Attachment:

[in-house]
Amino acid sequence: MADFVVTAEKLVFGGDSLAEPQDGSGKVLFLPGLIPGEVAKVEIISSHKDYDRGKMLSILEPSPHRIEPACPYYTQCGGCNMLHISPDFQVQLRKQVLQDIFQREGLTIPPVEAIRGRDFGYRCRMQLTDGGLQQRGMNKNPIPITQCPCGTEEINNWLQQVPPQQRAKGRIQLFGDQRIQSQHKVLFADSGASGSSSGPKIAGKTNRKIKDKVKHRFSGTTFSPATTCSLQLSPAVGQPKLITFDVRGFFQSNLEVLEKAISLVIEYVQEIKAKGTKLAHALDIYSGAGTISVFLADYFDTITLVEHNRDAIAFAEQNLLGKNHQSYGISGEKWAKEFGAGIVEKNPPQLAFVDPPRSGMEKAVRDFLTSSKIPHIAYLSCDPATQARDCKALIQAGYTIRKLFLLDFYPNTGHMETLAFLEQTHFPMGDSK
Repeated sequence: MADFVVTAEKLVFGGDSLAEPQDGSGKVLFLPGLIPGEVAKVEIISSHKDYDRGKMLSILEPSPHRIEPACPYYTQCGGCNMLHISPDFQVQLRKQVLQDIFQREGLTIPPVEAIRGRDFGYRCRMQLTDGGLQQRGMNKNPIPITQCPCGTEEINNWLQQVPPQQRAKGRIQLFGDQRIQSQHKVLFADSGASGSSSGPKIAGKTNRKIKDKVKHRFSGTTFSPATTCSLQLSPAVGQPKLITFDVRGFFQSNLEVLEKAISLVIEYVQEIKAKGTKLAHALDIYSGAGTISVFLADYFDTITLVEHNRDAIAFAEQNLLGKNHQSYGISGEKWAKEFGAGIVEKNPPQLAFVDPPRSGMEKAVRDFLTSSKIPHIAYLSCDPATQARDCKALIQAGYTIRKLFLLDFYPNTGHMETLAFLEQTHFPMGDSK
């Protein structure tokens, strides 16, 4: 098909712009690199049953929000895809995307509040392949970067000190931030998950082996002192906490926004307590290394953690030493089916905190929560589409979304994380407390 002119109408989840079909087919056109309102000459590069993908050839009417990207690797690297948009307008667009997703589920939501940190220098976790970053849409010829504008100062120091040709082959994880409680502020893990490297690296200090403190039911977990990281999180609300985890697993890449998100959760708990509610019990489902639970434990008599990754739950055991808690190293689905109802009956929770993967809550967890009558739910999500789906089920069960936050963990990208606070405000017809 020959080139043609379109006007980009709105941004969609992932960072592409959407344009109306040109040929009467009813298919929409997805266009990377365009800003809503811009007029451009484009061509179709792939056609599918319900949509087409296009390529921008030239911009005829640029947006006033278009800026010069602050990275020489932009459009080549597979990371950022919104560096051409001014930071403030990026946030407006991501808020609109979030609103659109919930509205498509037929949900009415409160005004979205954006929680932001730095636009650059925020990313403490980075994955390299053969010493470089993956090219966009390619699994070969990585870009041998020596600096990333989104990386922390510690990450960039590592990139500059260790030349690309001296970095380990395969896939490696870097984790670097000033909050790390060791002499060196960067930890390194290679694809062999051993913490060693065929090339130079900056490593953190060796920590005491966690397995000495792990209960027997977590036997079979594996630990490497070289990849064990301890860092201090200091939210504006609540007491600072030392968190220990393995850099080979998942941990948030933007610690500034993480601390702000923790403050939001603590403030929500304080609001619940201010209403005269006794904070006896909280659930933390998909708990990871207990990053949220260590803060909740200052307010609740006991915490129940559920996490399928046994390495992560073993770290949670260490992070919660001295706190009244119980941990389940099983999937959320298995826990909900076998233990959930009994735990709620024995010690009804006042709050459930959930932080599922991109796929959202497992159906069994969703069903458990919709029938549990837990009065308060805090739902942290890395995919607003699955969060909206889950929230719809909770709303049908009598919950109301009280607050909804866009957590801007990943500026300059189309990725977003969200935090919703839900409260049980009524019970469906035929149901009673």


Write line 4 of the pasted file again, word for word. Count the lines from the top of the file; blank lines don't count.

């Protein structure tokens, strides 16, 4: 098909712009690199049953929000895809995307509040392949970067000190931030998950082996002192906490926004307590290394953690030493089916905190929560589409979304994380407390 002119109408989840079909087919056109309102000459590069993908050839009417990207690797690297948009307008667009997703589920939501940190220098976790970053849409010829504008100062120091040709082959994880409680502020893990490297690296200090403190039911977990990281999180609300985890697993890449998100959760708990509610019990489902639970434990008599990754739950055991808690190293689905109802009956929770993967809550967890009558739910999500789906089920069960936050963990990208606070405000017809 020959080139043609379109006007980009709105941004969609992932960072592409959407344009109306040109040929009467009813298919929409997805266009990377365009800003809503811009007029451009484009061509179709792939056609599918319900949509087409296009390529921008030239911009005829640029947006006033278009800026010069602050990275020489932009459009080549597979990371950022919104560096051409001014930071403030990026946030407006991501808020609109979030609103659109919930509205498509037929949900009415409160005004979205954006929680932001730095636009650059925020990313403490980075994955390299053969010493470089993956090219966009390619699994070969990585870009041998020596600096990333989104990386922390510690990450960039590592990139500059260790030349690309001296970095380990395969896939490696870097984790670097000033909050790390060791002499060196960067930890390194290679694809062999051993913490060693065929090339130079900056490593953190060796920590005491966690397995000495792990209960027997977590036997079979594996630990490497070289990849064990301890860092201090200091939210504006609540007491600072030392968190220990393995850099080979998942941990948030933007610690500034993480601390702000923790403050939001603590403030929500304080609001619940201010209403005269006794904070006896909280659930933390998909708990990871207990990053949220260590803060909740200052307010609740006991915490129940559920996490399928046994390495992560073993770290949670260490992070919660001295706190009244119980941990389940099983999937959320298995826990909900076998233990959930009994735990709620024995010690009804006042709050459930959930932080599922991109796929959202497992159906069994969703069903458990919709029938549990837990009065308060805090739902942290890395995919607003699955969060909206889950929230719809909770709303049908009598919950109301009280607050909804866009957590801007990943500026300059189309990725977003969200935090919703839900409260049980009524019970469906035929149901009673």